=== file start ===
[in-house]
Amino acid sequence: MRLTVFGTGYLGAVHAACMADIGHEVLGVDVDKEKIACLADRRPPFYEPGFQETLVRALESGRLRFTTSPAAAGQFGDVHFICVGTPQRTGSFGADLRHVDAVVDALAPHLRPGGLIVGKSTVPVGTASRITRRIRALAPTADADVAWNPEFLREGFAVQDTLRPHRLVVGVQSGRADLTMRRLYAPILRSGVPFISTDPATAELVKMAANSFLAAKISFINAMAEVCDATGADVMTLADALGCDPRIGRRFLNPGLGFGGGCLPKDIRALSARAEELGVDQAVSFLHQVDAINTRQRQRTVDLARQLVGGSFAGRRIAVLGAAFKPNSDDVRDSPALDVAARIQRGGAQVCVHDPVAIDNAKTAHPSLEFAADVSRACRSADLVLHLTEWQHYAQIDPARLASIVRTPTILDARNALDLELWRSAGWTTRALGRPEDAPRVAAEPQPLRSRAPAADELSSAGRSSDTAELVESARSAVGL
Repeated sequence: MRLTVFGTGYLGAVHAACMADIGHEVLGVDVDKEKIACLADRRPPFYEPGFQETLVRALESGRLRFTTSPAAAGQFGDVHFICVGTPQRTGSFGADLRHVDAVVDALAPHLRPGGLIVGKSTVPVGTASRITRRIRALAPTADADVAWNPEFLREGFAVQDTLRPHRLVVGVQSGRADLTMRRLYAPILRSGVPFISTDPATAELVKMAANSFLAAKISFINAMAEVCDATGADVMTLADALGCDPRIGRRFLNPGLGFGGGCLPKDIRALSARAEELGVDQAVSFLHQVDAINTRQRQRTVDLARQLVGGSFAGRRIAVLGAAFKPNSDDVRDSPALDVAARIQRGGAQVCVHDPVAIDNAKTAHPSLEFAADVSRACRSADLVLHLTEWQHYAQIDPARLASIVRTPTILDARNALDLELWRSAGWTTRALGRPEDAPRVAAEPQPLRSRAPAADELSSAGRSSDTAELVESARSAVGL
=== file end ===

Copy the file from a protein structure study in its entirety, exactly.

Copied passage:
[in-house]
Amino acid sequence: MRLTVFGTGYLGAVHAACMADIGHEVLGVDVDKEKIACLADRRPPFYEPGFQETLVRALESGRLRFTTSPAAAGQFGDVHFICVGTPQRTGSFGADLRHVDAVVDALAPHLRPGGLIVGKSTVPVGTASRITRRIRALAPTADADVAWNPEFLREGFAVQDTLRPHRLVVGVQSGRADLTMRRLYAPILRSGVPFISTDPATAELVKMAANSFLAAKISFINAMAEVCDATGADVMTLADALGCDPRIGRRFLNPGLGFGGGCLPKDIRALSARAEELGVDQAVSFLHQVDAINTRQRQRTVDLARQLVGGSFAGRRIAVLGAAFKPNSDDVRDSPALDVAARIQRGGAQVCVHDPVAIDNAKTAHPSLEFAADVSRACRSADLVLHLTEWQHYAQIDPARLASIVRTPTILDARNALDLELWRSAGWTTRALGRPEDAPRVAAEPQPLRSRAPAADELSSAGRSSDTAELVESARSAVGL
Repeated sequence: MRLTVFGTGYLGAVHAACMADIGHEVLGVDVDKEKIACLADRRPPFYEPGFQETLVRALESGRLRFTTSPAAAGQFGDVHFICVGTPQRTGSFGADLRHVDAVVDALAPHLRPGGLIVGKSTVPVGTASRITRRIRALAPTADADVAWNPEFLREGFAVQDTLRPHRLVVGVQSGRADLTMRRLYAPILRSGVPFISTDPATAELVKMAANSFLAAKISFINAMAEVCDATGADVMTLADALGCDPRIGRRFLNPGLGFGGGCLPKDIRALSARAEELGVDQAVSFLHQVDAINTRQRQRTVDLARQLVGGSFAGRRIAVLGAAFKPNSDDVRDSPALDVAARIQRGGAQVCVHDPVAIDNAKTAHPSLEFAADVSRACRSADLVLHLTEWQHYAQIDPARLASIVRTPTILDARNALDLELWRSAGWTTRALGRPEDAPRVAAEPQPLRSRAPAADELSSAGRSSDTAELVESARSAVGL